Johnny Masilela l Views: 65
Working as a reporter at the Pretoria News, we laboured under the stewardship of no-nonsense news editor, Roy Devenish.
My own relationship with Roy dated back to my cub reporter days at the now defunct Rand Daily Mail.
Oftentimes reporters go out on assignments, only to be manhandled and roughed up by members of one group or the other.
In my case I worked with the late photographer, Etienne Roux, on political unrest involving the militant Congress of South African Students (Cosas), in the Pretoria township of Mamelodi.
For some weird reason the young lions charged at our pool car, crying blue murder at me, mistaking yours truly for Mpho Kobue of the Pretoria bureau of the Sunday Times.
I survived by the skin of my teeth when one of the revolutionaries warded off the attack, persuading the mob I was not Mpho Kobue, but Johnny Masilela of the Pretoria News.
Back at the newsroom I reported this to Roy, who frowned and used his favourite line: “You are not allowed to become part of the story, old chap. What I expect from you is a report on the unrest, and not about yourself.”
And therefore, being roughed up became part of the day in the life of a journalist.
As for Mpho of the Sunday Times, the man just laughed when I sensitised him about the incident.
Having said that, last week I found myself – blushing and blinking – being dragged into the limelight as part of the story.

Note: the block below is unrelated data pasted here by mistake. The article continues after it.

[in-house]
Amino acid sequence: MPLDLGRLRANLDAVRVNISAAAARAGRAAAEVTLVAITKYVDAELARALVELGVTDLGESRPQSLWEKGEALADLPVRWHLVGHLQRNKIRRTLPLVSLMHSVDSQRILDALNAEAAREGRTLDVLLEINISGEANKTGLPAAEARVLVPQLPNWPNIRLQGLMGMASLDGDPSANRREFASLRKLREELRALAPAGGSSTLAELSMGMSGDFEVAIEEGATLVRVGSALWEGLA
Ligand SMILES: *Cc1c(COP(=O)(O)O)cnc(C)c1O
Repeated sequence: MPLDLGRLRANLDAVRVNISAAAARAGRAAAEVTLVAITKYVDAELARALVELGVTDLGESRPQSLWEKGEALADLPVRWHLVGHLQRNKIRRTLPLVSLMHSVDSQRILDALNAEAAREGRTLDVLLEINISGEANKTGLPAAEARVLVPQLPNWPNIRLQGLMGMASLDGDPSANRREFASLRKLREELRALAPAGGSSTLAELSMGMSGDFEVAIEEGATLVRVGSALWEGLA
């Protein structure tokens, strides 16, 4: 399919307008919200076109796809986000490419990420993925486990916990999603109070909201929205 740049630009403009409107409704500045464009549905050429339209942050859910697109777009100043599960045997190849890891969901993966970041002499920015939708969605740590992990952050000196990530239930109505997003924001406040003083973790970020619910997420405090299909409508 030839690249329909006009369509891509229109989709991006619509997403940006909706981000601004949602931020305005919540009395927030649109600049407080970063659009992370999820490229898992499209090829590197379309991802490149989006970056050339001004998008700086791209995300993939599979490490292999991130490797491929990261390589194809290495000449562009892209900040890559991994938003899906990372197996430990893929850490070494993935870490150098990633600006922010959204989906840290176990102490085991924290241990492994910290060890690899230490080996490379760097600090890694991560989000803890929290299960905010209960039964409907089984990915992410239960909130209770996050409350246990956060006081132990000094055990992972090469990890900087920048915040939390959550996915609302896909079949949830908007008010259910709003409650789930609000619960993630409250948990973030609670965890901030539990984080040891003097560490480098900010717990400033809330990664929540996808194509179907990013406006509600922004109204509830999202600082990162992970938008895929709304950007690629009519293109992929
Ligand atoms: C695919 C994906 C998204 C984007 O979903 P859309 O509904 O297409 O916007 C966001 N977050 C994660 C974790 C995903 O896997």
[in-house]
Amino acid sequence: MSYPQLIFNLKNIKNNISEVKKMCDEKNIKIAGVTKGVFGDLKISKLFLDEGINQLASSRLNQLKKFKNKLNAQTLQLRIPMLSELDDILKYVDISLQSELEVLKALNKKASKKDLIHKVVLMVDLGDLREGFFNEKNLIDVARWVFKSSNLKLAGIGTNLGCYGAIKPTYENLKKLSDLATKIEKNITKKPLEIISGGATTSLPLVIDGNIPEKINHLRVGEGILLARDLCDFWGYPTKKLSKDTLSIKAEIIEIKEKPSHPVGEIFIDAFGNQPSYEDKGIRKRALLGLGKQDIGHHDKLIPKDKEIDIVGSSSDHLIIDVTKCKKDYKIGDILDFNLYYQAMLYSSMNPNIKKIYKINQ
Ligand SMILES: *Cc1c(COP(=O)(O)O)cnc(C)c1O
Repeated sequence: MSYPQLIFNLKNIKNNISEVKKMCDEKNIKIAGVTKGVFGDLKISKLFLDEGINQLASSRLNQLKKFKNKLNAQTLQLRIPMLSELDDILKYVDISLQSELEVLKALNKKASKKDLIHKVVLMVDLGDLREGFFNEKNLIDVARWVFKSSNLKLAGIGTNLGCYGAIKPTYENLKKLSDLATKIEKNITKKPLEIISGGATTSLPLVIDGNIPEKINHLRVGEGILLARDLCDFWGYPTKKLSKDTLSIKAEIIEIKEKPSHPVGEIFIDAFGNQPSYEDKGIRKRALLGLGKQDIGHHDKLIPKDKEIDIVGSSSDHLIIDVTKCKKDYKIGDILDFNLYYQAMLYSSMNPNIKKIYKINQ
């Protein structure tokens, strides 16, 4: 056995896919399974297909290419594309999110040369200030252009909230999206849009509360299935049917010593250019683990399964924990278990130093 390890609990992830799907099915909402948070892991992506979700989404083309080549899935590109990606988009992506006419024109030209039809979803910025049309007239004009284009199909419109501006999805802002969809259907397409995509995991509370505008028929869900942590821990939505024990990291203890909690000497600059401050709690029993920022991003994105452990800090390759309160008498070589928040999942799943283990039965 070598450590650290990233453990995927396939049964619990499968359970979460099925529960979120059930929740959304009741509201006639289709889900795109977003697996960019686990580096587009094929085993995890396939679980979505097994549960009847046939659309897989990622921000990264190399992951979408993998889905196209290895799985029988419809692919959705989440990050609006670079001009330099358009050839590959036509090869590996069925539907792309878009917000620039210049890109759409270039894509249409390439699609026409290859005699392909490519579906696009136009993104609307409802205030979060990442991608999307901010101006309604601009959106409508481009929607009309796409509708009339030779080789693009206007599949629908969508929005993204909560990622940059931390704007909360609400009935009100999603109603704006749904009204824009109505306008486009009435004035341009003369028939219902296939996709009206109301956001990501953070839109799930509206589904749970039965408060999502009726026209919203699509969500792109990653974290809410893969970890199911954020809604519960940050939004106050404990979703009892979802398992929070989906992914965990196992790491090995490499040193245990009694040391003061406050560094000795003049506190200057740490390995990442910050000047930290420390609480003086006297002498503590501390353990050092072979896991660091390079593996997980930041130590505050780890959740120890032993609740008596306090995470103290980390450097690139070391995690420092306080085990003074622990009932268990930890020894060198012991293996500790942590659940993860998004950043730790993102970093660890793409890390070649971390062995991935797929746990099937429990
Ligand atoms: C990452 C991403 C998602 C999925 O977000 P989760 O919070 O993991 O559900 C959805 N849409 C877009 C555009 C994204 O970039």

Both The BEAT and our sister publication, Die Pos/The Post, carried reports and pictures about how yours truly, among other colleagues, had been triumphant on the occasion of the Caxton Excellence Awards.
In case you were away on holiday last week, the judges named me the Caxton Excellence Awards Best Columnist of the Year.
The BEAT’s graphic designer, Lesley Barnard, used no less than three of my pictures, two passport-sized, and the other a group picture of The BEAT/Die Pos family, comprising of the tireless hack Andries van der Hyde, Die Pos editor Keina Swart, manager Bea Emslie, proof-reader Carina Bester, and myself.
The cherry on top was a glowing article by TK Mashaba, somewhat celebrating the team’s achievements at the national awards.
Next door at Die Pos/The Post, the newspaper went for broke, with an article and a total of six pictures, among these my own picture dressed to the nines under the Sophiatown klevah (streetwise) theme.
Die Pos/The Post also went lyrical about our great performance at the awards, which we were entering for the very first time.
One of my favourite photojournalists, Herman Steyn, had three of his pictures featured prominently in different categories.
Thank you for shaping my career as a younger reporter, Mr Roy Devenish.
But then part of the story, my foot!
7 months ago 28 March 2018